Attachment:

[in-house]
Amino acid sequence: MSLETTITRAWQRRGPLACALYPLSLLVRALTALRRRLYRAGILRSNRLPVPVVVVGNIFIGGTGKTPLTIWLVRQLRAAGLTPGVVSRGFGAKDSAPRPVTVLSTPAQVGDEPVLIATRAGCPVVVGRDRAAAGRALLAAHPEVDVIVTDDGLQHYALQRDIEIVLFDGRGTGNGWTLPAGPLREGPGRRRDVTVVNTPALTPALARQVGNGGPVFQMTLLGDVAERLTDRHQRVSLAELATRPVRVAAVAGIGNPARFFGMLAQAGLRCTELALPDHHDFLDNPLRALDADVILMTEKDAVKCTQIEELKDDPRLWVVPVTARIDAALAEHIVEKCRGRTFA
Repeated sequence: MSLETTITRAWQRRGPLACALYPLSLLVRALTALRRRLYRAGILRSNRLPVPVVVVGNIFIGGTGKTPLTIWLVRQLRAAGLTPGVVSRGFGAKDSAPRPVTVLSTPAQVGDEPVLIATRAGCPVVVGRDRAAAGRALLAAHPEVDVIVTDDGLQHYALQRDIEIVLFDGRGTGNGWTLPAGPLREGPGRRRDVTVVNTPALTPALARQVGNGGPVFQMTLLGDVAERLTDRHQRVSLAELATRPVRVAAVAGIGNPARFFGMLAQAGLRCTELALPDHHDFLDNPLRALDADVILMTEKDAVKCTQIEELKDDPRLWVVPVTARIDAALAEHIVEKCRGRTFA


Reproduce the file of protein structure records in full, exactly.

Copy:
[in-house]
Amino acid sequence: MSLETTITRAWQRRGPLACALYPLSLLVRALTALRRRLYRAGILRSNRLPVPVVVVGNIFIGGTGKTPLTIWLVRQLRAAGLTPGVVSRGFGAKDSAPRPVTVLSTPAQVGDEPVLIATRAGCPVVVGRDRAAAGRALLAAHPEVDVIVTDDGLQHYALQRDIEIVLFDGRGTGNGWTLPAGPLREGPGRRRDVTVVNTPALTPALARQVGNGGPVFQMTLLGDVAERLTDRHQRVSLAELATRPVRVAAVAGIGNPARFFGMLAQAGLRCTELALPDHHDFLDNPLRALDADVILMTEKDAVKCTQIEELKDDPRLWVVPVTARIDAALAEHIVEKCRGRTFA
Repeated sequence: MSLETTITRAWQRRGPLACALYPLSLLVRALTALRRRLYRAGILRSNRLPVPVVVVGNIFIGGTGKTPLTIWLVRQLRAAGLTPGVVSRGFGAKDSAPRPVTVLSTPAQVGDEPVLIATRAGCPVVVGRDRAAAGRALLAAHPEVDVIVTDDGLQHYALQRDIEIVLFDGRGTGNGWTLPAGPLREGPGRRRDVTVVNTPALTPALARQVGNGGPVFQMTLLGDVAERLTDRHQRVSLAELATRPVRVAAVAGIGNPARFFGMLAQAGLRCTELALPDHHDFLDNPLRALDADVILMTEKDAVKCTQIEELKDDPRLWVVPVTARIDAALAEHIVEKCRGRTFA